"Where Children Sleep- stories of diverse children around the world, told through portraits and pictures of their bedrooms. When Fabrica asked me to come up with an idea for engaging with children's rights, I found myself thinking about my bedroom: how significant it was during my childhood, and how it reflected what I had and who I was. It occurred to me that a way to address some of the complex situations and social issues affecting children would be to look at the bedrooms of children in all kinds of different circumstances. From the start, I didn't want it just to be about 'needy children' in the developing world, but rather something more inclusive, about children from all types of situations. It seemed to make sense to photograph the children themselves, too, but separately from their bedrooms, using a neutral background. My thinking was that the bedroom pictures would be inscribed with the children's material and cultural circumstances ' the details that inevitably mark people apart from each other ' while the children themselves would appear in the set of portraits as individuals, as equals ' just as children. This selection of diptych's from 56 in the book (Chris Boot November 2010). The book is written and presented for an audience of 9-13 year olds ' intended to interest and engage children in the details of the lives of other children around the world, and the social issues affecting them, while also being a serious photographic essay for an adult audience." ~James Mollison
Lamine, 12, lives in Senegal. He is a pupil at the village Koranic school, where no girls are allowed. He shares a room with several other boys. The beds are basic, some supported by bricks for legs. At six every morning, the boys begin work on the school farm where they learn how to dig, harvest maize, and plow the fields using donkeys. In the afternoon, they study the Koran. In his free time, Lamine likes to play football with his friends.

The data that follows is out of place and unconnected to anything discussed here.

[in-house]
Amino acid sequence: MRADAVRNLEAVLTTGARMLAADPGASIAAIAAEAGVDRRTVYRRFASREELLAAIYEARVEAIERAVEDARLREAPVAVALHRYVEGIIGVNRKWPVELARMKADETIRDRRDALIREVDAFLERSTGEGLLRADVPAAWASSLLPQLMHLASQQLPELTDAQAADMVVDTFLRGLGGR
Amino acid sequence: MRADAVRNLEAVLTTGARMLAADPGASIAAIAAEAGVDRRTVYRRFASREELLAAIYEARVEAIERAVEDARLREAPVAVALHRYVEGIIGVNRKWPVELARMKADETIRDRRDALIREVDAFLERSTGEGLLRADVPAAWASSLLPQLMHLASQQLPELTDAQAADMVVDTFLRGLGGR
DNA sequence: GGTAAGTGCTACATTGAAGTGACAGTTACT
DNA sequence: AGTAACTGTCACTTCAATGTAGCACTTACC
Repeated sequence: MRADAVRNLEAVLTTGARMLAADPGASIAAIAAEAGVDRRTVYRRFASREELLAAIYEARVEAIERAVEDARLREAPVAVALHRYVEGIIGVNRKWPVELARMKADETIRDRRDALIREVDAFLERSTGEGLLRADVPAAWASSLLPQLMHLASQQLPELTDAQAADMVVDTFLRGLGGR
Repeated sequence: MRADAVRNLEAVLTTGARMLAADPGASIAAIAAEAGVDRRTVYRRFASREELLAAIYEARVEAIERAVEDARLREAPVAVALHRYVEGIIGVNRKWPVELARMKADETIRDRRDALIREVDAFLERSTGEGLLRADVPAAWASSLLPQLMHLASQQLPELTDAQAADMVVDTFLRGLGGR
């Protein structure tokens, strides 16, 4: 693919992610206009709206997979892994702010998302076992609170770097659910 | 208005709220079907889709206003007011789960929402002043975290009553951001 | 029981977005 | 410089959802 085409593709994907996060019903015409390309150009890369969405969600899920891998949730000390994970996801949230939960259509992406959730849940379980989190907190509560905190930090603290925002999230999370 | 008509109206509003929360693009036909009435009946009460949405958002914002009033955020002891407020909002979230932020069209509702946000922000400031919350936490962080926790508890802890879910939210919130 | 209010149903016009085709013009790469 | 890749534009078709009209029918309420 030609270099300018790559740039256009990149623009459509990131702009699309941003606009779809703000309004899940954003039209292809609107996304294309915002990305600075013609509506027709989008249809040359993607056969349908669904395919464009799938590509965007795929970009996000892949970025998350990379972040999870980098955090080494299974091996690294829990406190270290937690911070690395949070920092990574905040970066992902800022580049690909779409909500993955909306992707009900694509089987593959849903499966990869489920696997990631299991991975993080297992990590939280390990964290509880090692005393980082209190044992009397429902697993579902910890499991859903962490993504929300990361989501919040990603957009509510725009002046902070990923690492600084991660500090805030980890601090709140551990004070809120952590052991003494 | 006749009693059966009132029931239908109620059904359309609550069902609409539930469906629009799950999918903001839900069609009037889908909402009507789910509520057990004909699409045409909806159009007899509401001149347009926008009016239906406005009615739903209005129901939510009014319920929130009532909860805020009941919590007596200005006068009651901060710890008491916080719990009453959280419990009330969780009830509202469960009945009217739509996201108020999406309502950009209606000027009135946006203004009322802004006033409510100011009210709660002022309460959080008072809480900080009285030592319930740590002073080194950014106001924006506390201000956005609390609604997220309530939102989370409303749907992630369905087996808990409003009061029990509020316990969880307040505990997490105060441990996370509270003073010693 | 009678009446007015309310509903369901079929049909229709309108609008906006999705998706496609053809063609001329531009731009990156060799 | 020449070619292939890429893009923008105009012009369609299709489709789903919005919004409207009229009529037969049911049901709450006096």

Tzvika, nine, lives in an apartment block in Beitar Illit, an Israeli settlement in the West Bank. It is a gated community of 36,000 Haredi (Orthodox) Jews. Televisions and newspapers are banned from the settlement. The average family has nine children, but Tzvika has only one sister and two brothers, with whom he shares his room. He is taken by car to school, a two-minute drive. Sport is banned from the curriculum. Tzvika goes to the library every day and enjoys reading the holy scriptures. He also likes to play religious games on his computer. He wants to become a rabbi, and his favorite food is schnitzel and chips.
Jamie, nine, lives with his parents and younger twin brother and sister in a penthouse on 5th Avenue, New York. Jamie goes to a prestigious school and is a good student. In his spare time, he takes judo and goes swimming. He loves to study finance. When he grows up, he wants to become a lawyer like his father.